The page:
Tribute to Stanley Tookie Williams
Our friend and colleague Stanley Tookie Williams, was executed at San Quentin State prison on December 13th 2005.
What I want to talk about is a subject that was important to my brother. A subject that he, Ajani and I discussed at length, and that is redemption, which was instrumental and deeply linked to his transformation.
As a former gang member, Tookie understood that gang members who grew up in the ghetto, the slums and impoverished neighbourhoods across America were conditioned to be desensitized as a survival mechanism and as a way to cope with the daily conflicts and crisis that permeated their lives. As a result of being desensitized, the conscience becomes supressed and numb in order to not feel because feelings can be antithetical to gang life.
Tookie became aware of his important connection because for him, the reawakening of his conscience was the first step to his redemption. In his book, Blue rage, Black redemption, he stated “The path of education and introspection enabled me to reason and to develop a conscience that rejects criminality, drugs and senseless violence. Redemption allowed me to acknowledge and atone for my past indiscretions. Vowed never to repeat and create new ones and to extend an olive branch to youth and adults who desire peace”.
You see, Tookie learned to connect to his conscience, which allowed him to develop his capacity for empathy, the ability to see himself in others and therefore, connect and reacquaint himself to his own humanity. Of course, there were a convoy of naysayers and doubting Thomases who opposed and questioned Tookie’s redemption and transformation but he expected and anticipated this when he wrote “no one can give redemption to me, no one can intercede on my behalf, I have to earn it myself.”
Tookie’s statement clearly conveys a philosophy of self-responsibility that self-improvement and self-transformation has to come from within the individual because that is the only way it is authentic. Tookie wanted everyone to know, especially gang members that the circumference of your life did not have to be defined by being in a gang and that you didn’t have to stay stuck there.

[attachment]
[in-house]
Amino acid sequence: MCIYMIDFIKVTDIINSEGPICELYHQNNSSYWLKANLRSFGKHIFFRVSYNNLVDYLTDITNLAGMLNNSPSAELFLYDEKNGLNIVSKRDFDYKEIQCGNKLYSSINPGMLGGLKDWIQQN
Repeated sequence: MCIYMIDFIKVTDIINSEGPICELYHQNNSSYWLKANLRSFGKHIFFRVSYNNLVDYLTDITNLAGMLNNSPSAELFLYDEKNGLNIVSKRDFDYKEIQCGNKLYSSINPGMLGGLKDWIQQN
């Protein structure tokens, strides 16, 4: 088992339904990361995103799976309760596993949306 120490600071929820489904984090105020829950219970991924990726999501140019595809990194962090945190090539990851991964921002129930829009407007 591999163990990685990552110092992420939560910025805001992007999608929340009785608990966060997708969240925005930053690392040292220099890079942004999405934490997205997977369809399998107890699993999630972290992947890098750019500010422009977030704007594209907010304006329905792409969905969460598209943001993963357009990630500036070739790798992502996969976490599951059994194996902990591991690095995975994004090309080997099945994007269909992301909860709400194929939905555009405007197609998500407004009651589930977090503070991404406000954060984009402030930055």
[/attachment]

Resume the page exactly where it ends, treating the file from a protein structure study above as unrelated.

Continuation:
He believed that redemption, and rightfully so, was tailor made for those labelled as social outcasts and the wretched of the earth. He used to say “if redemption wasn’t made for people with our experiences, then for whom?”
He saw himself as proof, as a prime example of someone who has sunk to the bottom of the well but found a way to swim to the surface and rise spiritually, emotionally, intellectually and mindfully aware. He had hoped the work he undertook would play a role in inspiring his kinsmen to do better and be better because he himself believed without practice, there can be no improvement.
He wanted to show that even living under the spectre of death he could not cancel his determination, his vision, his purpose and his mission. Redemption, to Tookie, wasn’t an abstract concept and it went way beyond philosophical rhetoric. He whole heartedly embraced ideas he believed in, but was open minded enough not to be attached to them if new facts submerged that challenged those ideas. He drew heavily from the strength and wisdom from ancestors like, Harriet Tubman , Marcus Garvey, Malcolm X, Ella Baker, Fred Hampton and many other historical figures who he respected and was proud of, because of their commitment to the struggle, in which, he was following and in the same noble tradition.
From a prison cell, Tookie was able to touch the lives of people around the globe, whether they personally knew him or not because of the result of the things he accomplished or said that resonated with people. It is for this reason he will forever be an important archetype in our consciousness and a brother I will never forget.
Steve Champion (Adisa Kamara)
San Quentin Death Row